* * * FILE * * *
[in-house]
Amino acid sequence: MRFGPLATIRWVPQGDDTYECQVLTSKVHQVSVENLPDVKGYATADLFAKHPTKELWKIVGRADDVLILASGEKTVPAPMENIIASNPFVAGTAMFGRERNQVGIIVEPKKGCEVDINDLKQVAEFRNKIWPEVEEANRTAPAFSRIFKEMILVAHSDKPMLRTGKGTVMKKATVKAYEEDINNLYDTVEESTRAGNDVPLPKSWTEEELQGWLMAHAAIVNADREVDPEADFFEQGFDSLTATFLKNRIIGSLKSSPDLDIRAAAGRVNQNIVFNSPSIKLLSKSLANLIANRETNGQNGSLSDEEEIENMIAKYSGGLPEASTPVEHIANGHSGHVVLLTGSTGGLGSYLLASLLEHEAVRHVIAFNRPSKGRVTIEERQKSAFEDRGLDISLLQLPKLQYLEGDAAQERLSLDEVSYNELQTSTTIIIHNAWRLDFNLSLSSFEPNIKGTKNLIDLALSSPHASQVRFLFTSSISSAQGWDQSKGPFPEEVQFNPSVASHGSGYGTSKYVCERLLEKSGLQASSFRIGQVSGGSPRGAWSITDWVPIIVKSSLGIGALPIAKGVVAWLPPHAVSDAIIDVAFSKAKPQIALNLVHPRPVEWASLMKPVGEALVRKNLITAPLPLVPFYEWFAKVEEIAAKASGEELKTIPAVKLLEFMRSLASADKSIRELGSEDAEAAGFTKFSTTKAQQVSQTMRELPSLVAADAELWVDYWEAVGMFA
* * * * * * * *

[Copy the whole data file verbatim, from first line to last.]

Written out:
[in-house]
Amino acid sequence: MRFGPLATIRWVPQGDDTYECQVLTSKVHQVSVENLPDVKGYATADLFAKHPTKELWKIVGRADDVLILASGEKTVPAPMENIIASNPFVAGTAMFGRERNQVGIIVEPKKGCEVDINDLKQVAEFRNKIWPEVEEANRTAPAFSRIFKEMILVAHSDKPMLRTGKGTVMKKATVKAYEEDINNLYDTVEESTRAGNDVPLPKSWTEEELQGWLMAHAAIVNADREVDPEADFFEQGFDSLTATFLKNRIIGSLKSSPDLDIRAAAGRVNQNIVFNSPSIKLLSKSLANLIANRETNGQNGSLSDEEEIENMIAKYSGGLPEASTPVEHIANGHSGHVVLLTGSTGGLGSYLLASLLEHEAVRHVIAFNRPSKGRVTIEERQKSAFEDRGLDISLLQLPKLQYLEGDAAQERLSLDEVSYNELQTSTTIIIHNAWRLDFNLSLSSFEPNIKGTKNLIDLALSSPHASQVRFLFTSSISSAQGWDQSKGPFPEEVQFNPSVASHGSGYGTSKYVCERLLEKSGLQASSFRIGQVSGGSPRGAWSITDWVPIIVKSSLGIGALPIAKGVVAWLPPHAVSDAIIDVAFSKAKPQIALNLVHPRPVEWASLMKPVGEALVRKNLITAPLPLVPFYEWFAKVEEIAAKASGEELKTIPAVKLLEFMRSLASADKSIRELGSEDAEAAGFTKFSTTKAQQVSQTMRELPSLVAADAELWVDYWEAVGMFA